The thing that makes me wonder about this, however, is that I pretty clearly have in my mind what different varieties are supposed to taste like. A Pinot Noir is supposed to be light, with a strawberry like nose, and devoid of any raisin, prune, or even dark cherry flavors. So it should be a no-brainer to pick a Pinot Noir out from a bunch of other red wines. But it’s not.

I do have little doubt that Heimoff is correct that the “internationalization” of wine styles has made the task even more difficult. But considering how we are all universally awful at this task, and always have been, I’m not sure that the “internationalization” of wine styles really has made very much of a difference.

The 100 point system redux

Monday, March 31st, 2014

jeff-smby Jeff Miller of Artisan Family of Wines (Seven Artisans, Sly Dog Cellars, Red Côte)

It’s a lovely Sunday afternoon here in Napa, and my main concern in life at the moment is trying to catch up on all my recorded basketball games from the NCAA basketball tournament. I still haven’t gotten around to doing my Monday blog so I need something quick, easy, and hopefully a little sexy.

Ergo, the hundred point system. Added to my need to get back to the TV set is the fact that I don’t think I’ve talked about the hundred point system in at least three weeks.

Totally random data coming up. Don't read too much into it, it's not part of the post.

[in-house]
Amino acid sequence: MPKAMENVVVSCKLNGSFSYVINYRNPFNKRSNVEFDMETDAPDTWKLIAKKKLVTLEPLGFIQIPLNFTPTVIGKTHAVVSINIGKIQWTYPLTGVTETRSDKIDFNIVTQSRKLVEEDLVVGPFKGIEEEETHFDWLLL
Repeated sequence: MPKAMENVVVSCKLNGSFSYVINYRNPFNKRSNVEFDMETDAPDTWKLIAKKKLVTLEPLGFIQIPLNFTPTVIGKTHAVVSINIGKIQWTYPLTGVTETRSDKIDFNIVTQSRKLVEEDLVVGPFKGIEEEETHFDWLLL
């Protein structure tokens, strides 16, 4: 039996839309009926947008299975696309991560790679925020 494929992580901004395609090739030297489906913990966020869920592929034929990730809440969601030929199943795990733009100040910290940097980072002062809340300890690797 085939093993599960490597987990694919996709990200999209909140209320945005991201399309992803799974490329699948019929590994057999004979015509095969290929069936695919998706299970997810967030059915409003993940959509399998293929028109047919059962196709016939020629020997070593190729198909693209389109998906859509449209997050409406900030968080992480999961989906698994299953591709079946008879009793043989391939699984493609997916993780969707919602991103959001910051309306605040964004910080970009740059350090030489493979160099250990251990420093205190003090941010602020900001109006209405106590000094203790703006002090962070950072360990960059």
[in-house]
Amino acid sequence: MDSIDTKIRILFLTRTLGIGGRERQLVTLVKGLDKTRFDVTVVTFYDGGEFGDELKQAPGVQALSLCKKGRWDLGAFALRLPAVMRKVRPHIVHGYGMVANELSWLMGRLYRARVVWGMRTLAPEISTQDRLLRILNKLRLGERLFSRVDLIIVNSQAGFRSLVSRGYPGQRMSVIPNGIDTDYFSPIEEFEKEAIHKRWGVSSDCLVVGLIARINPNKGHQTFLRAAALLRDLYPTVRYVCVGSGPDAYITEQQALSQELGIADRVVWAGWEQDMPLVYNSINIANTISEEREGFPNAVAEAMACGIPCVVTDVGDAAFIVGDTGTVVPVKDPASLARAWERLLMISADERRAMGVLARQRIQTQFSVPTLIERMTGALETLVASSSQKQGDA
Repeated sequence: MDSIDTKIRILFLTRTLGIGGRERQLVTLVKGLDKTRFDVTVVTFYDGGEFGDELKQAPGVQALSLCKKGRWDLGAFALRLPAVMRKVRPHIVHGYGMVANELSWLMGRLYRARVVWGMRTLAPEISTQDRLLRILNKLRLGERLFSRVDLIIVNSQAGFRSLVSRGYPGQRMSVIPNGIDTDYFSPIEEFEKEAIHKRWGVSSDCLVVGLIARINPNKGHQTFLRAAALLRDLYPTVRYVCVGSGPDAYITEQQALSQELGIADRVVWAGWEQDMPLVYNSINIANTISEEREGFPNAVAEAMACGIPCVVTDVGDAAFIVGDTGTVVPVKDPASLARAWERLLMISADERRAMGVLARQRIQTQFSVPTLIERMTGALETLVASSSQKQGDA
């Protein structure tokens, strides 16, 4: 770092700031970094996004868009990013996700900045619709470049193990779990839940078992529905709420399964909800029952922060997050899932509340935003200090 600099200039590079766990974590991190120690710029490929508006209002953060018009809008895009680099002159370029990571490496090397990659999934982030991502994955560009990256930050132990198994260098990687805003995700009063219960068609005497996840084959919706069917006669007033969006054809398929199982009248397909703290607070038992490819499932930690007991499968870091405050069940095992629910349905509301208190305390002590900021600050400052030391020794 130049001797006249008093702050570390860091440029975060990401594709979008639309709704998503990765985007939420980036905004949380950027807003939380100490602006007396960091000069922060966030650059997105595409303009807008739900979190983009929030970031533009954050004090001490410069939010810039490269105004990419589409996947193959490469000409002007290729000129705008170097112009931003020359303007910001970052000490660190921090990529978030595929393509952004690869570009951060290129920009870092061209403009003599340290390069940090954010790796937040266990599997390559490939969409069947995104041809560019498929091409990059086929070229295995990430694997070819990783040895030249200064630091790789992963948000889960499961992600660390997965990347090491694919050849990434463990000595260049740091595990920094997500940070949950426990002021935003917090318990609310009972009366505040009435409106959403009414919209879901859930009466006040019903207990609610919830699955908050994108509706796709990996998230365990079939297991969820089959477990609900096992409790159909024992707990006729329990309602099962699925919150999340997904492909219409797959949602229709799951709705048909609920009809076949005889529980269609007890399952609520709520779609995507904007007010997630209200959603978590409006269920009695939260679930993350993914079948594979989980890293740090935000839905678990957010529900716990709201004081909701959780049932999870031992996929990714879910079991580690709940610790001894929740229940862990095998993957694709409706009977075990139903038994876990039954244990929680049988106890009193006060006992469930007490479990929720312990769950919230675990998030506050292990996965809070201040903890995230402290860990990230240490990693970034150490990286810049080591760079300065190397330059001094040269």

What brought this all to mind was my reading of Tom Wark’s blog on this very subject, which can be found at:

100 Point Wines and My Worry I Might Have Gone Round the Bend

Fermentation

http://fermentationwineblog.com/2014/03/100-point-wines-worry-might-gone-round-bend/

Suffice it to say that I largely disagree with Wark, who thinks the 100 point system has a lot of value. But that’s not what I’m going to talk about today. I’m not to talk about whether the 100 point system is good, bad, irrelevant or anything like that. I’m instead going to talk about why we argue so much about it.

And I think the reason is that for so many major issues in the wine world, the hundred point system is at the epicenter of the debate.

I think if you read Wark’s article, his point of view seems to be that you should not think of the hundred point system as being any sort of objective assessment of the quality of the wine. If you do, then you are way off base. You should view it simply as the one critic’s personal and very subjective view of the wine he is tasting. Does it have anything to do with your personal, subjective view? Maybe, maybe not.

And I think even granting Wark the benefit of the doubt, you end up walking away thinking that if the hundred point system is good for anything at all, then it’s not good for very much.